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Working in the busy centre of the historic city of York; along with the rural areas of Tadcaster, Fulford, Haxby and Nether Poppleton, our team of dedicated property care specialists have the experience and knowledge to deal with problems such as wet and dry rot, woodworm and rising damp. Our services, innovative products and latest technology means that we offer solutions to your property care problems based on your individual needs.
I have just completed 20 years with Rentokil, the last 10 as a Branch Manager, and there's not much in the realm of damp and decay I have not encountered! I have always taken pride in delivering the finest customer service whilst providing value for money.
The city was founded by the Romans as Eboracum in 71 AD on trade and prospered. During the later Middle Ages York merchants imported wine, cloth, wax, canvas, timber and furs and exported grain and wool to Gascony and the Low Countries. A medieval feature of central York is the 'Snickelways' (narrow pedestrian routes) many of which led to former market-places in Pavement and St Sampson's Square. In Goodramgate many medieval houses survive, including the early 14th century Lady Row built at the edge of the churchyard of Holy Trinity church. The city encompasses a diverse variety of property styles and ages from Tudor merchant homes, Georgian and Victorian terraces to very modern apartments. Buildings of any age or size can be exposed to the risks of wood boring insects, wood rotting fungi or rising damp. Unfortunately, the damage caused by these problems is not always immediately obvious.
York has a temperate climate. As with the rest of the Vale of York the city's climate is warmer than the rest of the Yorkshire region. Because of its lowland location York is prone to frosts, fog, and cold winds during winter, spring and very early summer. However, York’s long standing issue has always been flooding.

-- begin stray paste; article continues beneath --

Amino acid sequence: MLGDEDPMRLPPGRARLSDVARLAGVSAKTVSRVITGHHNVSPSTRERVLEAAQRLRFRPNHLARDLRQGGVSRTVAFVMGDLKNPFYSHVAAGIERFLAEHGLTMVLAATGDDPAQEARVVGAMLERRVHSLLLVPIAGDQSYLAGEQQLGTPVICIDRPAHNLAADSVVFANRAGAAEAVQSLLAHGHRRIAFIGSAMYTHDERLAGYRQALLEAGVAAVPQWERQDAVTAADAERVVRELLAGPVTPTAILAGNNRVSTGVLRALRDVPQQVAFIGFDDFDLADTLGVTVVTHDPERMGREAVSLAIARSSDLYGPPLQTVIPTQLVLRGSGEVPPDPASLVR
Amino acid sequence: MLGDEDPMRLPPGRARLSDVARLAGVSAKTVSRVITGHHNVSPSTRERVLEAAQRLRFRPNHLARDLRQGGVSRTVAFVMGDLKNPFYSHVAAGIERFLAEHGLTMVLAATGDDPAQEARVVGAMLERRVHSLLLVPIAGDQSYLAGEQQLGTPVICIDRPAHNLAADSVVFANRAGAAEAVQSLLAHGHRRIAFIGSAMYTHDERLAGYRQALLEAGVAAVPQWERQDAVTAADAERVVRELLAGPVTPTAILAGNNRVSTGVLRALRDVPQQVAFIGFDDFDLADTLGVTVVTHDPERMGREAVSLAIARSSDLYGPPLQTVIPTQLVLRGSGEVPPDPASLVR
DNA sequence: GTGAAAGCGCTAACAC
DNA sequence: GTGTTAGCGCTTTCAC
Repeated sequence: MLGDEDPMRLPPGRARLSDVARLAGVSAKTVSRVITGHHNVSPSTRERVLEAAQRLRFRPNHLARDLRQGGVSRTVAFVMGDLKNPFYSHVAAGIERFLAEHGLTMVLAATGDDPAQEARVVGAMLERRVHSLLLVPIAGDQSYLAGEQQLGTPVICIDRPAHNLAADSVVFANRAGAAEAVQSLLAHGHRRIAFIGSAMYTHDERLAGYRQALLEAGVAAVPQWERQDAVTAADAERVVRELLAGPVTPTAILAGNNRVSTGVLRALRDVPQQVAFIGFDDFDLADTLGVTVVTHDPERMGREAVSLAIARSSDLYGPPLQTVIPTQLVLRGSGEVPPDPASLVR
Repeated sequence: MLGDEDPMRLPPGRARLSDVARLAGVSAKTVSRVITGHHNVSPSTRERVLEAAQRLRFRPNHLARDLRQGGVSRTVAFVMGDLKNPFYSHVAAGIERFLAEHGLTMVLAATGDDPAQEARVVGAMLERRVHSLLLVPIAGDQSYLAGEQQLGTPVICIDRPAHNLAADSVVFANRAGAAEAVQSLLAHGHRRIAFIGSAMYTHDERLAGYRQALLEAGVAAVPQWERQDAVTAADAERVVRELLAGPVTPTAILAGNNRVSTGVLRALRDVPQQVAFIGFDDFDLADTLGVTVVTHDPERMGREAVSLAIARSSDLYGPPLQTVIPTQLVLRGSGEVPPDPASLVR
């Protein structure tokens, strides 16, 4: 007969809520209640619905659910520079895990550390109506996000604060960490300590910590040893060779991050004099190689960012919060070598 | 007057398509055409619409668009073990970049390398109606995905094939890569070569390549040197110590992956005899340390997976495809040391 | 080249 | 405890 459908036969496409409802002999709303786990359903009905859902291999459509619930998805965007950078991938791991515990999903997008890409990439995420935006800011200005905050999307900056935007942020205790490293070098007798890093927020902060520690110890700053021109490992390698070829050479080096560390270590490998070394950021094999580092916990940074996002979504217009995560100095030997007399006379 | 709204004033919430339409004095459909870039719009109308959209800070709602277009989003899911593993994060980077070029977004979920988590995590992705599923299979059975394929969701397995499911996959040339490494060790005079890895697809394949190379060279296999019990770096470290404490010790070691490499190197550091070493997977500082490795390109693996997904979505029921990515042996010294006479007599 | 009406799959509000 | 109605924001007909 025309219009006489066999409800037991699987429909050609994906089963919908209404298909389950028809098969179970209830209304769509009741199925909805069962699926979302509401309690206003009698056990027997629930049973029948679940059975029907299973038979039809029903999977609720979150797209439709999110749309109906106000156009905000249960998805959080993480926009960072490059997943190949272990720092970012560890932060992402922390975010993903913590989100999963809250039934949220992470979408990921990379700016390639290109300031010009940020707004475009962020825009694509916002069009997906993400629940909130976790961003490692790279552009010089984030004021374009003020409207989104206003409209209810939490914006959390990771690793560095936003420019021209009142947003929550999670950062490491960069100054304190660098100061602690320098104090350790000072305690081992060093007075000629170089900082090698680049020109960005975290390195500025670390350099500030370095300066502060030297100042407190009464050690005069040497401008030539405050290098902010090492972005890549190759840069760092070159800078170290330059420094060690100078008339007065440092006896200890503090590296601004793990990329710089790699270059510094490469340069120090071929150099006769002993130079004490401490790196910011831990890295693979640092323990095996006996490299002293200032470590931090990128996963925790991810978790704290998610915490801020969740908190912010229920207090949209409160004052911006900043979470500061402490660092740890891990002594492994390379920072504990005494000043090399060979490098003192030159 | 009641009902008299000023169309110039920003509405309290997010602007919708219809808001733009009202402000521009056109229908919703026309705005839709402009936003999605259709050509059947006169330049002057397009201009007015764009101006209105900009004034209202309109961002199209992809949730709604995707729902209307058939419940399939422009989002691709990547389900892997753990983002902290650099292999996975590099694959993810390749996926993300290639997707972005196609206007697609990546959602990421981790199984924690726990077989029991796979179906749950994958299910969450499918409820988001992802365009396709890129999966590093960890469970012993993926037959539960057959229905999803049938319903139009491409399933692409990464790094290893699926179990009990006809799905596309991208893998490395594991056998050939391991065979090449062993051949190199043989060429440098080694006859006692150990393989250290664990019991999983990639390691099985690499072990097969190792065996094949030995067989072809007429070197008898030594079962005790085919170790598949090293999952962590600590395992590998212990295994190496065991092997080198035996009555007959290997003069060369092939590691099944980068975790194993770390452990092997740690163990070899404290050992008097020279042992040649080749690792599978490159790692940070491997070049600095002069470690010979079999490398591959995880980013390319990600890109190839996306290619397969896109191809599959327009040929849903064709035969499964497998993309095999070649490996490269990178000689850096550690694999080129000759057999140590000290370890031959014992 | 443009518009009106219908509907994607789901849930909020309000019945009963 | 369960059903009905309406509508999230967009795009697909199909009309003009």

The city lies in the Vale of York; a flat area bordered by the Pennines, North York Moors and Yorkshire Wolds, and was built at the confluence of the Rivers Ouse and Foss. Prone to flooding, it has extensive (and mostly effective) network of flood defences with walls along the river, and a liftable barrier across the River Foss where it joins the Ouse at the 'Blue Bridge'. Yet in the autumn of 2000 York experienced the worst flooding in 375 years with more than 300 homes damaged by flood water. During torrential storms, rain water off the Dales, came hurtling down the tributaries (the rivers Swale, Ure and Nidd) into the Ouse towards York, aiming for escape into the North Sea, via the Humber, and overwhelmed the city as the river spilt out beyond its usual confines.
Months after flood waters have retreated, damp may no longer be visible. Yet moisture levels in some timbers within a property, can remain high enough (above about 20%) for dry rot to cause decay to the wooden beams.
Woodworm is a common name for larvae of wood-boring beetles. Adults lay eggs in cracks in wood and the larvae (woodworm) burrow deep into the wood to feed, making a maze of tunnels over several years. They will happily eat away at wooden floors, furniture and timbers and if left untreated, can seriously weakens wooden beams in a property which can lead to structural failure of the timbers.
Spotting the early signs of woodworm is important; allowing a qualified surveyor to complete a woodworm survey assessing the extent of any problem, the type of woodworm involved and recommending the most effective, targeted treatment to eliminate the pest before it can spread any further through the property.
I provide all my customers with the best possible customer service, ensuring that the customer is happy with the quality of work from start to finish.